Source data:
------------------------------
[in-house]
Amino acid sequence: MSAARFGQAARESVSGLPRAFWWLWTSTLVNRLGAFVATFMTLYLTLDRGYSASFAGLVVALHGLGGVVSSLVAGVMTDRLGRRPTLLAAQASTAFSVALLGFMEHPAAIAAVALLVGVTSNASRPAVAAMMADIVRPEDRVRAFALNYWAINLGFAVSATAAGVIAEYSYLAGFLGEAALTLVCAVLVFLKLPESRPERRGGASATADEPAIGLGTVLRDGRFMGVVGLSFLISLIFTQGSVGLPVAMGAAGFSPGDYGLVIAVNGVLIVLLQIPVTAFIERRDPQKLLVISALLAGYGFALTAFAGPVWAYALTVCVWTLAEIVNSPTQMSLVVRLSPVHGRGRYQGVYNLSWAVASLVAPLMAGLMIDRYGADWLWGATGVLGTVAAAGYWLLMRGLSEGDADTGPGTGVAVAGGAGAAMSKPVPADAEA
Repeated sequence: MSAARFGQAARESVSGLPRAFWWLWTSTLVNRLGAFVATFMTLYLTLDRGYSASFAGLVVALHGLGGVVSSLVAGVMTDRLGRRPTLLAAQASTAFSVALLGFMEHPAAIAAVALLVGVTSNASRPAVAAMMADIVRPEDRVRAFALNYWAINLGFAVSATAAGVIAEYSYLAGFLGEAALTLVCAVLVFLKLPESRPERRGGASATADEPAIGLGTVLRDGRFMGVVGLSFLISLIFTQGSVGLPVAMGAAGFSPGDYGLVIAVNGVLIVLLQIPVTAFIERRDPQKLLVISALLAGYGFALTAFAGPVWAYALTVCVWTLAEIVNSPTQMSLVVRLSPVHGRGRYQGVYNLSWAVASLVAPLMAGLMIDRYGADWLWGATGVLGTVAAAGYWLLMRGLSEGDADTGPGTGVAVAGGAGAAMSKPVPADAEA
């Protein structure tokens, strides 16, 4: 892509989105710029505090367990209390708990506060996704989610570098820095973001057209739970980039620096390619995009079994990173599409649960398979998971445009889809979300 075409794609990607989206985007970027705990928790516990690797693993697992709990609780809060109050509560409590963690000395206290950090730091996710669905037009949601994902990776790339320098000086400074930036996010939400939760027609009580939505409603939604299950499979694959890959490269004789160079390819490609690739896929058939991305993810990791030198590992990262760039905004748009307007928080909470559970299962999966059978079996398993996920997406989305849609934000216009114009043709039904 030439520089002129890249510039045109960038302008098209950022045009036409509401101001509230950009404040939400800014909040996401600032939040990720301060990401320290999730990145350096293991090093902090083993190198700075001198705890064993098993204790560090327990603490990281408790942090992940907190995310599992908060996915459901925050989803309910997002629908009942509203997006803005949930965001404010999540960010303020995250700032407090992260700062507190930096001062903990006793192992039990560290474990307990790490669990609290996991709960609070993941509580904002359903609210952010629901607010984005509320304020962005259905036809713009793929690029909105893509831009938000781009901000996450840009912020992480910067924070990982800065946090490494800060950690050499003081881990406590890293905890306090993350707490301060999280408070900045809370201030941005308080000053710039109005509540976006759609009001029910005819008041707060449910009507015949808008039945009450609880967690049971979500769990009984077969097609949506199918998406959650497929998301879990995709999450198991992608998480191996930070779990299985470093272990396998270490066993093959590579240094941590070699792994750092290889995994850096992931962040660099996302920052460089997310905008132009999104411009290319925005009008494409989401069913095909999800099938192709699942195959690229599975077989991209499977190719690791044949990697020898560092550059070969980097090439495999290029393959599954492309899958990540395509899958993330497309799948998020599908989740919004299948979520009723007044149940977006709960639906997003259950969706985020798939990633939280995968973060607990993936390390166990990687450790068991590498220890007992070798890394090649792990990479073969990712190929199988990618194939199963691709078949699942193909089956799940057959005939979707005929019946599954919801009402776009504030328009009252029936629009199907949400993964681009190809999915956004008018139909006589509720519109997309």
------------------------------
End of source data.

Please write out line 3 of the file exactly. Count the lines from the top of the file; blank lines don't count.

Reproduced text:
Repeated sequence: MSAARFGQAARESVSGLPRAFWWLWTSTLVNRLGAFVATFMTLYLTLDRGYSASFAGLVVALHGLGGVVSSLVAGVMTDRLGRRPTLLAAQASTAFSVALLGFMEHPAAIAAVALLVGVTSNASRPAVAAMMADIVRPEDRVRAFALNYWAINLGFAVSATAAGVIAEYSYLAGFLGEAALTLVCAVLVFLKLPESRPERRGGASATADEPAIGLGTVLRDGRFMGVVGLSFLISLIFTQGSVGLPVAMGAAGFSPGDYGLVIAVNGVLIVLLQIPVTAFIERRDPQKLLVISALLAGYGFALTAFAGPVWAYALTVCVWTLAEIVNSPTQMSLVVRLSPVHGRGRYQGVYNLSWAVASLVAPLMAGLMIDRYGADWLWGATGVLGTVAAAGYWLLMRGLSEGDADTGPGTGVAVAGGAGAAMSKPVPADAEA